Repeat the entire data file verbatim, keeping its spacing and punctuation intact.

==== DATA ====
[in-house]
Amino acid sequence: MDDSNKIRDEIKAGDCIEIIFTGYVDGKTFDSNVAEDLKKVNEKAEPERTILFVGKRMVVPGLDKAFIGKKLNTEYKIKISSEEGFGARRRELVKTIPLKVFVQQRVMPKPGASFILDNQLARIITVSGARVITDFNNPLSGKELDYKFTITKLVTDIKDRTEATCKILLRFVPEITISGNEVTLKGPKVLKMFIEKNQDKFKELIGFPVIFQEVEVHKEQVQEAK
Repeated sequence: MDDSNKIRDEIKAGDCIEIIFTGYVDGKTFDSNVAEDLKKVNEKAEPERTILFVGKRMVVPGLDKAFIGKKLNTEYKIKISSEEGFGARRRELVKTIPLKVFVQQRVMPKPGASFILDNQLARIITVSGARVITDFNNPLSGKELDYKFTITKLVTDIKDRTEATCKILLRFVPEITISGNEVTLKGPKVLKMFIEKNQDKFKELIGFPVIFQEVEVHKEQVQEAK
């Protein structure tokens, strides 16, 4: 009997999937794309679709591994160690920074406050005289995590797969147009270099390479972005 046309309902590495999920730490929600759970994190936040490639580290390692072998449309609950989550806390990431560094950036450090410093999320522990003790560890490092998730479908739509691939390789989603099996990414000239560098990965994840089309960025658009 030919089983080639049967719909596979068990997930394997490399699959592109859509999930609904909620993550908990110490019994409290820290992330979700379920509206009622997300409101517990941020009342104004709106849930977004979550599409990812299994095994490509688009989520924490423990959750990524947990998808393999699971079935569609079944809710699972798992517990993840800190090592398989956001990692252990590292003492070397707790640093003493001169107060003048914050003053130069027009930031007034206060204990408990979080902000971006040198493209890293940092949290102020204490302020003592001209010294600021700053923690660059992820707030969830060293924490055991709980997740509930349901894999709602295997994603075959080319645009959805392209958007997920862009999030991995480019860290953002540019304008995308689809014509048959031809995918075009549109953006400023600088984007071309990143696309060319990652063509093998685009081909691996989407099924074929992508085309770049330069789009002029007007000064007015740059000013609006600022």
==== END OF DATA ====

[in-house]
Amino acid sequence: MDDSNKIRDEIKAGDCIEIIFTGYVDGKTFDSNVAEDLKKVNEKAEPERTILFVGKRMVVPGLDKAFIGKKLNTEYKIKISSEEGFGARRRELVKTIPLKVFVQQRVMPKPGASFILDNQLARIITVSGARVITDFNNPLSGKELDYKFTITKLVTDIKDRTEATCKILLRFVPEITISGNEVTLKGPKVLKMFIEKNQDKFKELIGFPVIFQEVEVHKEQVQEAK
Repeated sequence: MDDSNKIRDEIKAGDCIEIIFTGYVDGKTFDSNVAEDLKKVNEKAEPERTILFVGKRMVVPGLDKAFIGKKLNTEYKIKISSEEGFGARRRELVKTIPLKVFVQQRVMPKPGASFILDNQLARIITVSGARVITDFNNPLSGKELDYKFTITKLVTDIKDRTEATCKILLRFVPEITISGNEVTLKGPKVLKMFIEKNQDKFKELIGFPVIFQEVEVHKEQVQEAK
């Protein structure tokens, strides 16, 4: 009997999937794309679709591994160690920074406050005289995590797969147009270099390479972005 046309309902590495999920730490929600759970994190936040490639580290390692072998449309609950989550806390990431560094950036450090410093999320522990003790560890490092998730479908739509691939390789989603099996990414000239560098990965994840089309960025658009 030919089983080639049967719909596979068990997930394997490399699959592109859509999930609904909620993550908990110490019994409290820290992330979700379920509206009622997300409101517990941020009342104004709106849930977004979550599409990812299994095994490509688009989520924490423990959750990524947990998808393999699971079935569609079944809710699972798992517990993840800190090592398989956001990692252990590292003492070397707790640093003493001169107060003048914050003053130069027009930031007034206060204990408990979080902000971006040198493209890293940092949290102020204490302020003592001209010294600021700053923690660059992820707030969830060293924490055991709980997740509930349901894999709602295997994603075959080319645009959805392209958007997920862009999030991995480019860290953002540019304008995308689809014509048959031809995918075009549109953006400023600088984007071309990143696309060319990652063509093998685009081909691996989407099924074929992508085309770049330069789009002029007007000064007015740059000013609006600022």